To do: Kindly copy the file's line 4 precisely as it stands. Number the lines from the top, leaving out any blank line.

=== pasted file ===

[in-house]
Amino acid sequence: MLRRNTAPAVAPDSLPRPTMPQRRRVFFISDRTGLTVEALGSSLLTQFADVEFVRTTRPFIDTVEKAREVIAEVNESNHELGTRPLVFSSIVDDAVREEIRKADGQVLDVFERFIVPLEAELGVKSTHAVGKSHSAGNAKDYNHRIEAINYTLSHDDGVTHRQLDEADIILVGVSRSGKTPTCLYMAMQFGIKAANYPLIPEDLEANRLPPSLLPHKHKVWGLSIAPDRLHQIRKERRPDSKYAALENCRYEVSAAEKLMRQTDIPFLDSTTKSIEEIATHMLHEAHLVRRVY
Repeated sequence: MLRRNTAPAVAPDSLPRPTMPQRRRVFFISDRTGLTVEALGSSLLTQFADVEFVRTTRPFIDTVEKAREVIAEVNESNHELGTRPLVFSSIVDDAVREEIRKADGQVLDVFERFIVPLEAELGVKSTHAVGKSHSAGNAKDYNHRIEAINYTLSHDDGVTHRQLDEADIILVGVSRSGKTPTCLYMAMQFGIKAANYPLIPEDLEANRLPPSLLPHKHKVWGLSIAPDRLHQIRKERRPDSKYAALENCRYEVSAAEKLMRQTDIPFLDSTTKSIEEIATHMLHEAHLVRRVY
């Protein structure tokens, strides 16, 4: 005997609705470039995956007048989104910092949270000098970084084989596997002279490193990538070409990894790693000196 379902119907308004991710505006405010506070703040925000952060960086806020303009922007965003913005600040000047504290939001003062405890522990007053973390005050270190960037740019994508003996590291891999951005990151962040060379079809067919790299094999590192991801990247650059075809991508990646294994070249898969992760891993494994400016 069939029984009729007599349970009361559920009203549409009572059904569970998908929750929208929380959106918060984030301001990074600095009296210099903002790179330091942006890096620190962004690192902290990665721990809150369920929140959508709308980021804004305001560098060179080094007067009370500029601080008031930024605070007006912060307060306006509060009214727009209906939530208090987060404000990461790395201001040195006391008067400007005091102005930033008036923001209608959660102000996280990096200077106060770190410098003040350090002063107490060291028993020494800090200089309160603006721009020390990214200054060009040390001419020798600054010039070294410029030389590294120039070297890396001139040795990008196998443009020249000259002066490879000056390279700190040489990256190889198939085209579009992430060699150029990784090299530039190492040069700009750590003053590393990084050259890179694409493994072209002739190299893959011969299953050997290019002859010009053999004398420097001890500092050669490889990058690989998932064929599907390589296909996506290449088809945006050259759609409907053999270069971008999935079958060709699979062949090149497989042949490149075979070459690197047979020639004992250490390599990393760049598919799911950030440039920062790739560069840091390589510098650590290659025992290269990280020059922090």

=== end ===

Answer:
């Protein structure tokens, strides 16, 4: 005997609705470039995956007048989104910092949270000098970084084989596997002279490193990538070409990894790693000196 379902119907308004991710505006405010506070703040925000952060960086806020303009922007965003913005600040000047504290939001003062405890522990007053973390005050270190960037740019994508003996590291891999951005990151962040060379079809067919790299094999590192991801990247650059075809991508990646294994070249898969992760891993494994400016 069939029984009729007599349970009361559920009203549409009572059904569970998908929750929208929380959106918060984030301001990074600095009296210099903002790179330091942006890096620190962004690192902290990665721990809150369920929140959508709308980021804004305001560098060179080094007067009370500029601080008031930024605070007006912060307060306006509060009214727009209906939530208090987060404000990461790395201001040195006391008067400007005091102005930033008036923001209608959660102000996280990096200077106060770190410098003040350090002063107490060291028993020494800090200089309160603006721009020390990214200054060009040390001419020798600054010039070294410029030389590294120039070297890396001139040795990008196998443009020249000259002066490879000056390279700190040489990256190889198939085209579009992430060699150029990784090299530039190492040069700009750590003053590393990084050259890179694409493994072209002739190299893959011969299953050997290019002859010009053999004398420097001890500092050669490889990058690989998932064929599907390589296909996506290449088809945006050259759609409907053999270069971008999935079958060709699979062949090149497989042949490149075979070459690197047979020639004992250490390599990393760049598919799911950030440039920062790739560069840091390589510098650590290659025992290269990280020059922090």